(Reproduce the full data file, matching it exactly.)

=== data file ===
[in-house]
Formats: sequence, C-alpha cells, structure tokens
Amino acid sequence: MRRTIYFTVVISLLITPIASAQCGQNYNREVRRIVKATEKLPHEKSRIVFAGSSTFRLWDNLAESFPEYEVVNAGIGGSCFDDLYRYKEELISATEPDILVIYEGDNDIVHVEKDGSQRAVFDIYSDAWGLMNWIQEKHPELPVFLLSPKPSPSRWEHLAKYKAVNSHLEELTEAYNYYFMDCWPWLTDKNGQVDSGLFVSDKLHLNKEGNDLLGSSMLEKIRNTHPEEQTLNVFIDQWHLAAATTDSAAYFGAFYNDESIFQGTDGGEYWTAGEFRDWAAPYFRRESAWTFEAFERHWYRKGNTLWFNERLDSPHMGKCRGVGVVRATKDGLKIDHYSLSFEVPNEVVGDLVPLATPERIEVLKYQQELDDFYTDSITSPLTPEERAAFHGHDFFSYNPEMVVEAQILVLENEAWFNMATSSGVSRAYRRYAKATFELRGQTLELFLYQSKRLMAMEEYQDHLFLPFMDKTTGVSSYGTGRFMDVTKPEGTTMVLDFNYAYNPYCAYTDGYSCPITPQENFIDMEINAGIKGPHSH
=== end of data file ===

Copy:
[in-house]
Formats: sequence, C-alpha cells, structure tokens
Amino acid sequence: MRRTIYFTVVISLLITPIASAQCGQNYNREVRRIVKATEKLPHEKSRIVFAGSSTFRLWDNLAESFPEYEVVNAGIGGSCFDDLYRYKEELISATEPDILVIYEGDNDIVHVEKDGSQRAVFDIYSDAWGLMNWIQEKHPELPVFLLSPKPSPSRWEHLAKYKAVNSHLEELTEAYNYYFMDCWPWLTDKNGQVDSGLFVSDKLHLNKEGNDLLGSSMLEKIRNTHPEEQTLNVFIDQWHLAAATTDSAAYFGAFYNDESIFQGTDGGEYWTAGEFRDWAAPYFRRESAWTFEAFERHWYRKGNTLWFNERLDSPHMGKCRGVGVVRATKDGLKIDHYSLSFEVPNEVVGDLVPLATPERIEVLKYQQELDDFYTDSITSPLTPEERAAFHGHDFFSYNPEMVVEAQILVLENEAWFNMATSSGVSRAYRRYAKATFELRGQTLELFLYQSKRLMAMEEYQDHLFLPFMDKTTGVSSYGTGRFMDVTKPEGTTMVLDFNYAYNPYCAYTDGYSCPITPQENFIDMEINAGIKGPHSH